Wildflowers, the name suggests that they might grow anywhere, under almost all conditions. To an extent this is true. However, the success of individual varieties of wildflower does depend on the conditions.
The type of soil, the mount of rainfall and the hours of sunlight (and temperature).
The Two Choices
As you might have already realised. This leaves you with two choices.
Alter the ground – or select specific wildflowers for the soil you have.
For most cases, we very much prefer the latter option. On this website we have wildflower mixes suitable for all soil types you will find in the UK. Choose the one that is right for your conditions, and you will be “good to go”.
With thanks from Juliette Grayson for help creating this article.
Let’s look at some considerations for wildflower planting.
For the establishment of perennial wildflowers it is often necessary to have a soil or planting medium low in nutrients; this applies particularly to calcareous grassland.
Mesotrophic (neutral) grassland can tolerate higher nutrient levels. Soil fertility can be reduced by removing the topsoil (approximately the upper 20 cm) to reveal the subsoil. Alternatively you may mix subsoils, overburdens, building or quarry waste materials with the topsoil to reduce its fertility.
Introduction of Imported Soils
The major work when altering the soil type and conditions for wildflowers would be the mixing or replacing of soils. Blending and possibly using enhancers and Ph balancers to alter the soil. Fair warning, this can take a considerable amount of time, effort and cost.
Ensure that the source of such material is known and documented and that it has been tested to avoid the introduction of contamination. The final upper surface should be broken up to a firm, fine tilth using a rake.
At this point we suggest taking soil samples for Ph testing. The very top of the soil, up to 5mm down can have its Ph impacted by surface environmental factors and be a little different to the soil just below the surface. It is the “rooting” soil that is more important.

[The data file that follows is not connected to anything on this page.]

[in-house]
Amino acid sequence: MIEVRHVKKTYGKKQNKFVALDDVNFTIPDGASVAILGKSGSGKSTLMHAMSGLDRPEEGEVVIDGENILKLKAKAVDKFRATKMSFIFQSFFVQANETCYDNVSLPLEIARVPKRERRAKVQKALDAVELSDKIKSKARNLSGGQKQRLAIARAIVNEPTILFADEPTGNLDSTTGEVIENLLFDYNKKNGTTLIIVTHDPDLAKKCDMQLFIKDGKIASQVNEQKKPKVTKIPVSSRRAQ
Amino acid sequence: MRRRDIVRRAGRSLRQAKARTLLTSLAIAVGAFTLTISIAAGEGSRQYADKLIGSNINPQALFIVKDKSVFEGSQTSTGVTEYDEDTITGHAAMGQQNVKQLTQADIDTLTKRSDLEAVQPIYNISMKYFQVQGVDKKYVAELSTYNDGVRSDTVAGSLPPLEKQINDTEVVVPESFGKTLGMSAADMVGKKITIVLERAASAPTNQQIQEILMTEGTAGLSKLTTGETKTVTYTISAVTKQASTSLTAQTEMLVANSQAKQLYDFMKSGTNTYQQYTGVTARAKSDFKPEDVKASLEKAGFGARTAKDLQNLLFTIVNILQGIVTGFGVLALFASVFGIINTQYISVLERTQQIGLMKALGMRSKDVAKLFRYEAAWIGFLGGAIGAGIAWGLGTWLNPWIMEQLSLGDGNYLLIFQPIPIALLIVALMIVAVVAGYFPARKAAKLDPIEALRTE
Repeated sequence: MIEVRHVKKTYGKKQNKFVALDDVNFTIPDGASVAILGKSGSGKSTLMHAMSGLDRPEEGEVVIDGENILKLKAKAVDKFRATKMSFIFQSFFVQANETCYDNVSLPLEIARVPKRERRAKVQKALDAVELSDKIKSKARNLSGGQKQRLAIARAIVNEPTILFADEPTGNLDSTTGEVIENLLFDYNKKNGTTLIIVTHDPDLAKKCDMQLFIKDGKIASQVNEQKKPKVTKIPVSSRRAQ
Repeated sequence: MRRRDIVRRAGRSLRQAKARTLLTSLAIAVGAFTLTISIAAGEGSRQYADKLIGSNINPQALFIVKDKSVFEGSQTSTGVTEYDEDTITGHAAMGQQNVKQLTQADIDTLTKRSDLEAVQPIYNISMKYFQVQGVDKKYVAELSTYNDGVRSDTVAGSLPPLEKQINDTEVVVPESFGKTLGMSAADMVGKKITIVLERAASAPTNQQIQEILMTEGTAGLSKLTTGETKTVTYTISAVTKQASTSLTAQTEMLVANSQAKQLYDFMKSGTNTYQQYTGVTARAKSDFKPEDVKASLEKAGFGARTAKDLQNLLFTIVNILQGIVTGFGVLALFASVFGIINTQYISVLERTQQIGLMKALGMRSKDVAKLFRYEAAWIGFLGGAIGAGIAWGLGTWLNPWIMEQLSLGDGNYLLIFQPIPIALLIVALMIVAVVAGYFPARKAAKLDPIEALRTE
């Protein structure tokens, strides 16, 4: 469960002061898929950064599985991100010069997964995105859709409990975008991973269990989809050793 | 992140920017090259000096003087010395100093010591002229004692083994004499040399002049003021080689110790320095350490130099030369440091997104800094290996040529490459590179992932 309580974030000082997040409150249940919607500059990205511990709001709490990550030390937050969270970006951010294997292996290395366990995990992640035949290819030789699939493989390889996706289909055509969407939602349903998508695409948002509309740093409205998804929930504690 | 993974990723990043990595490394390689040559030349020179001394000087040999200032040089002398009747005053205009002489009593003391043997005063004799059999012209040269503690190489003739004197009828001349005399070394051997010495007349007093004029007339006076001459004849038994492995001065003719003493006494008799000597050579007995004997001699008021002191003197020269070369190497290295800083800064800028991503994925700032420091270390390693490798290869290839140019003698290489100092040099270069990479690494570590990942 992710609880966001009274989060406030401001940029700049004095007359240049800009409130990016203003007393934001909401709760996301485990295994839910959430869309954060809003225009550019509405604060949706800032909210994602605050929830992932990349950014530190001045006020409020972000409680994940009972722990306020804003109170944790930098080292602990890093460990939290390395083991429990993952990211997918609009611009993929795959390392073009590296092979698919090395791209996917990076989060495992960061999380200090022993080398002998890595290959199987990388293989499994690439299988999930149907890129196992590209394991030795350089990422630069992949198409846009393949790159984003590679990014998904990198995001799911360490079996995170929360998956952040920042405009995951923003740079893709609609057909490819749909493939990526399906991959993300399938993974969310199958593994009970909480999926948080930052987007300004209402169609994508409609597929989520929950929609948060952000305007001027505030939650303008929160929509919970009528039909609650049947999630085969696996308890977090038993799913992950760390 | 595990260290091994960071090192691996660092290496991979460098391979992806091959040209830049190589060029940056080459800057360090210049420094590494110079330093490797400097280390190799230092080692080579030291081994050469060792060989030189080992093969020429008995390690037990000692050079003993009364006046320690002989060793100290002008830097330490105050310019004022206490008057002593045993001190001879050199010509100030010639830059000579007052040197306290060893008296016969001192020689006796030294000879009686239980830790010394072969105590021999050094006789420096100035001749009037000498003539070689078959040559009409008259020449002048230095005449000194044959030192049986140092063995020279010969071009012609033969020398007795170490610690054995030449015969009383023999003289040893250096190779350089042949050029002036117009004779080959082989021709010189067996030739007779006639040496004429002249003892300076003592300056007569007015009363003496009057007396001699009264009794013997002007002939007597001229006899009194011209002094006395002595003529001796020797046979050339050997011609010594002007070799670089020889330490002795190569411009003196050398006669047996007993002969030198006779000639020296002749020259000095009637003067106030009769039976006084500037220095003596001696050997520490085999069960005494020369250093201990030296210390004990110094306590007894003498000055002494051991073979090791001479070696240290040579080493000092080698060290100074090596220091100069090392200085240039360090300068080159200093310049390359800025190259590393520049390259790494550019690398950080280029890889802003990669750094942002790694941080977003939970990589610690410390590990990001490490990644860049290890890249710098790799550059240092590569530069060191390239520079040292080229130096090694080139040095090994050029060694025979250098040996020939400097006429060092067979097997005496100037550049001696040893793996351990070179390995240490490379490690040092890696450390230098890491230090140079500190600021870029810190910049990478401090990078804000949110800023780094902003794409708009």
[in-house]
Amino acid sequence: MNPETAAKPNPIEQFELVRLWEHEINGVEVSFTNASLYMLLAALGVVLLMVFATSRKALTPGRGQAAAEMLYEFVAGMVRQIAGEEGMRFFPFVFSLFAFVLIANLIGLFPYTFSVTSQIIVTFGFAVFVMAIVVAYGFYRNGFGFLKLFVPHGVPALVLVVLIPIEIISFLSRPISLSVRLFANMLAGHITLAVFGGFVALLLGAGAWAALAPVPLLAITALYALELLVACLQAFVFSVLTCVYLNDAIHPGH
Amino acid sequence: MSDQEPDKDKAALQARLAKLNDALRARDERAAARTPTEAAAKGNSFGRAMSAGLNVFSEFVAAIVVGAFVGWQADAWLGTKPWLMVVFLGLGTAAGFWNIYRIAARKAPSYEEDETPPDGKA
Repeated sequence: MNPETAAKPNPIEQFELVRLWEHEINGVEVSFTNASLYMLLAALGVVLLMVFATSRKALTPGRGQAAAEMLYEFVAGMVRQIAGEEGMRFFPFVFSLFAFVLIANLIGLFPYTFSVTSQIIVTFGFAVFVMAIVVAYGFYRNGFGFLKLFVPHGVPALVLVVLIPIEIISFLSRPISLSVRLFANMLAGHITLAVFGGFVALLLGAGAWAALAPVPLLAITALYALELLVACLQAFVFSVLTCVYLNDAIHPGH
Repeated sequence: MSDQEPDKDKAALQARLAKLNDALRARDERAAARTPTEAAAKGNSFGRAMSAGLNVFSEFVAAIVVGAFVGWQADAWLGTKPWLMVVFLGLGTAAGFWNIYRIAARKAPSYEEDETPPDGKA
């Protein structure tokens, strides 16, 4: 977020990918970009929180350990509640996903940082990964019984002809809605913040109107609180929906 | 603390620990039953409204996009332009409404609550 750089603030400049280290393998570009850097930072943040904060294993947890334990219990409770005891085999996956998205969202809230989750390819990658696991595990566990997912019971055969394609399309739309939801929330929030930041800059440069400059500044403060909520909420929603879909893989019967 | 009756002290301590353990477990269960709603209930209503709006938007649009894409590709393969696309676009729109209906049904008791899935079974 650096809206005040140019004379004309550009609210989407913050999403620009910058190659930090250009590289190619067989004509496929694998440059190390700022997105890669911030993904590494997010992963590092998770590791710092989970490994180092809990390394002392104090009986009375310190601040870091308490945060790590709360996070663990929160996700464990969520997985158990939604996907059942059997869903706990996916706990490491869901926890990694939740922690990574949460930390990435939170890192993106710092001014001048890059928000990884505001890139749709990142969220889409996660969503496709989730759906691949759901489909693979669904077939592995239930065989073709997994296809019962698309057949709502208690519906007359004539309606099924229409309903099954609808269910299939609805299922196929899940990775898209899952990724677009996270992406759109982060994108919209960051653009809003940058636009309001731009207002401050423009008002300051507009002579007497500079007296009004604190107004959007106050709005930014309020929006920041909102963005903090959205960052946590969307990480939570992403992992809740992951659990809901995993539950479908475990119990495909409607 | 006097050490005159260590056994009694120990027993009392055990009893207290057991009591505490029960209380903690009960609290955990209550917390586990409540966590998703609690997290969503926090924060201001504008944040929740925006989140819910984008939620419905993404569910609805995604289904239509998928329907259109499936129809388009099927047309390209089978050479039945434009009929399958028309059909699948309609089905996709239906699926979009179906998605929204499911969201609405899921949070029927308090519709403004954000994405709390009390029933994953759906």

While it is possible to adjust soil pH and fertility, you should aim to create a habitat that is most suited to the quality and conditions of the planting medium on your site. Creation of a habitat that is in keeping with the local character and landscape is a more sustainable practice.
If your soils are deficient in nutrients or organic content, or have poor structure, it may be necessary to add materials. While applying chemical fertilisers is an unsustainable technique, the incorporation of compost or rotting organic matter is a valuable use of recycled material. It is important to know the source of such material to avoid the introduction of invasive plant species or contamination (see above).
Grass and weeds should be removed by ploughing or rotovation prior to seeding. Such methods can bring the native seed bank to the surface, encouraging it to germinate. Rank and pernicious species such as:
- Common Nettle (Urtica dioica)
Spear Thistle (Cirsium vulgare)
Creeping Thistle (Cirsium arvense)
Broad-leaved Dock (Rumex obtusifolius)
Curled Dock (Rumex crispus)
Common Ragwort (Senecio jacobaea)
These should be controlled if they begin to dominate. This can be achieved by cutting or mowing, spot-spraying with glyphosate or, where this is not possible, over-sowing may provide an alternative.
Some existing managed lawns/grassland may be transformed into wildflower meadows by allowing the grassland to flower so that meadow flowers already present may seed and reproduce. In addition, it may be necessary to forage harvest the grass in the autumn to prevent nutrient build up, and to create bare patches by raking or machine. Wildflower seed mix can then be applied to the patches or generally over-seeded. Perennial Rye-grass (Lolium perenne) is a common species in agriculturally improved swards.
Where a dominant grass species such as Rye-grass is already widespread, there is a specific technique by which a hemi-parasitic plant – Yellow-rattle (Rhinanthus minor) – that lives on the Rye-grass is introduced to reduce its vitality. Some bodies, including The Grasslands Trust, are keen advocates of using Yellow-rattle, which should be introduced to bare patches in the autumn. It is an annual and needs to set seed each year. This technique should be used in combination with general over-seeding with wildflower species.
All site/ground preparation works should be undertaken in dry (preferably still) weather conditions so as not to damage the soil structure or to lose soils as windblown dust.